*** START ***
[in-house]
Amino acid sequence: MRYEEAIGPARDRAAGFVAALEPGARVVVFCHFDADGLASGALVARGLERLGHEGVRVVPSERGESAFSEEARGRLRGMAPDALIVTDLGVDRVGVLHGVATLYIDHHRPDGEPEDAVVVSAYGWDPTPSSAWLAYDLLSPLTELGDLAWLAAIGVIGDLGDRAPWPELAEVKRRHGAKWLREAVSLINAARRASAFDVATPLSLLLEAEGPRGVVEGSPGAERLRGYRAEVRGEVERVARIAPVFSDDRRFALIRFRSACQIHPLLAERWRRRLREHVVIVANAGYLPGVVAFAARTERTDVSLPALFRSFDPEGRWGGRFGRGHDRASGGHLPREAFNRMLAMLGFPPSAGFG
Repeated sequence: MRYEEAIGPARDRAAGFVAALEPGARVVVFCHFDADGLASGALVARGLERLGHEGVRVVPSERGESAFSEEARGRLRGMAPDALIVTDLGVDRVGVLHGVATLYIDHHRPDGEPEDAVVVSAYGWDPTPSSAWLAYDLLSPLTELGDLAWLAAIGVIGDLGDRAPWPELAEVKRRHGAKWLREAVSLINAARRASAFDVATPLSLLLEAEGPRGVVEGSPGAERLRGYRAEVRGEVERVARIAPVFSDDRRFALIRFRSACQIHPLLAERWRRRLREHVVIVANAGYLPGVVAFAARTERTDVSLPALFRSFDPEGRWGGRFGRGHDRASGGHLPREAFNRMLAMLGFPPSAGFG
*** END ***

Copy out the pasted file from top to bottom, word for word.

[in-house]
Amino acid sequence: MRYEEAIGPARDRAAGFVAALEPGARVVVFCHFDADGLASGALVARGLERLGHEGVRVVPSERGESAFSEEARGRLRGMAPDALIVTDLGVDRVGVLHGVATLYIDHHRPDGEPEDAVVVSAYGWDPTPSSAWLAYDLLSPLTELGDLAWLAAIGVIGDLGDRAPWPELAEVKRRHGAKWLREAVSLINAARRASAFDVATPLSLLLEAEGPRGVVEGSPGAERLRGYRAEVRGEVERVARIAPVFSDDRRFALIRFRSACQIHPLLAERWRRRLREHVVIVANAGYLPGVVAFAARTERTDVSLPALFRSFDPEGRWGGRFGRGHDRASGGHLPREAFNRMLAMLGFPPSAGFG
Repeated sequence: MRYEEAIGPARDRAAGFVAALEPGARVVVFCHFDADGLASGALVARGLERLGHEGVRVVPSERGESAFSEEARGRLRGMAPDALIVTDLGVDRVGVLHGVATLYIDHHRPDGEPEDAVVVSAYGWDPTPSSAWLAYDLLSPLTELGDLAWLAAIGVIGDLGDRAPWPELAEVKRRHGAKWLREAVSLINAARRASAFDVATPLSLLLEAEGPRGVVEGSPGAERLRGYRAEVRGEVERVARIAPVFSDDRRFALIRFRSACQIHPLLAERWRRRLREHVVIVANAGYLPGVVAFAARTERTDVSLPALFRSFDPEGRWGGRFGRGHDRASGGHLPREAFNRMLAMLGFPPSAGFG